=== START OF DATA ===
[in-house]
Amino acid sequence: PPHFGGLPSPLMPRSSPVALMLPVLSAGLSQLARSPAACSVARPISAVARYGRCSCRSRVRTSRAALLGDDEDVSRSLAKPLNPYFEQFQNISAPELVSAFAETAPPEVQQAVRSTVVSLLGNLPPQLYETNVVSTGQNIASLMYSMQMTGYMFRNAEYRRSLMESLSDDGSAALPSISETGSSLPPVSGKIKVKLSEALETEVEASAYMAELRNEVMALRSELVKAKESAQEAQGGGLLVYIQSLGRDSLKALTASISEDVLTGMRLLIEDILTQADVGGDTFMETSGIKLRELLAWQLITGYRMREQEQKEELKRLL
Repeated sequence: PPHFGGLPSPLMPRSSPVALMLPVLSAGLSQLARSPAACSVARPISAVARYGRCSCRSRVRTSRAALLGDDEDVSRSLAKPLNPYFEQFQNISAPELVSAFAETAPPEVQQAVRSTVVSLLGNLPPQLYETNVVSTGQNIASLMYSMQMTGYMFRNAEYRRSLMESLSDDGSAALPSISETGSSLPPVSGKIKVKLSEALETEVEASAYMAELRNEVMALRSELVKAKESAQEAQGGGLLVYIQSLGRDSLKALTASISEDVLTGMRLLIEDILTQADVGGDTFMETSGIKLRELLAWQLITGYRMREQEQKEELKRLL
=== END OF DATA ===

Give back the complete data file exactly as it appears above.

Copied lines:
[in-house]
Amino acid sequence: PPHFGGLPSPLMPRSSPVALMLPVLSAGLSQLARSPAACSVARPISAVARYGRCSCRSRVRTSRAALLGDDEDVSRSLAKPLNPYFEQFQNISAPELVSAFAETAPPEVQQAVRSTVVSLLGNLPPQLYETNVVSTGQNIASLMYSMQMTGYMFRNAEYRRSLMESLSDDGSAALPSISETGSSLPPVSGKIKVKLSEALETEVEASAYMAELRNEVMALRSELVKAKESAQEAQGGGLLVYIQSLGRDSLKALTASISEDVLTGMRLLIEDILTQADVGGDTFMETSGIKLRELLAWQLITGYRMREQEQKEELKRLL
Repeated sequence: PPHFGGLPSPLMPRSSPVALMLPVLSAGLSQLARSPAACSVARPISAVARYGRCSCRSRVRTSRAALLGDDEDVSRSLAKPLNPYFEQFQNISAPELVSAFAETAPPEVQQAVRSTVVSLLGNLPPQLYETNVVSTGQNIASLMYSMQMTGYMFRNAEYRRSLMESLSDDGSAALPSISETGSSLPPVSGKIKVKLSEALETEVEASAYMAELRNEVMALRSELVKAKESAQEAQGGGLLVYIQSLGRDSLKALTASISEDVLTGMRLLIEDILTQADVGGDTFMETSGIKLRELLAWQLITGYRMREQEQKEELKRLL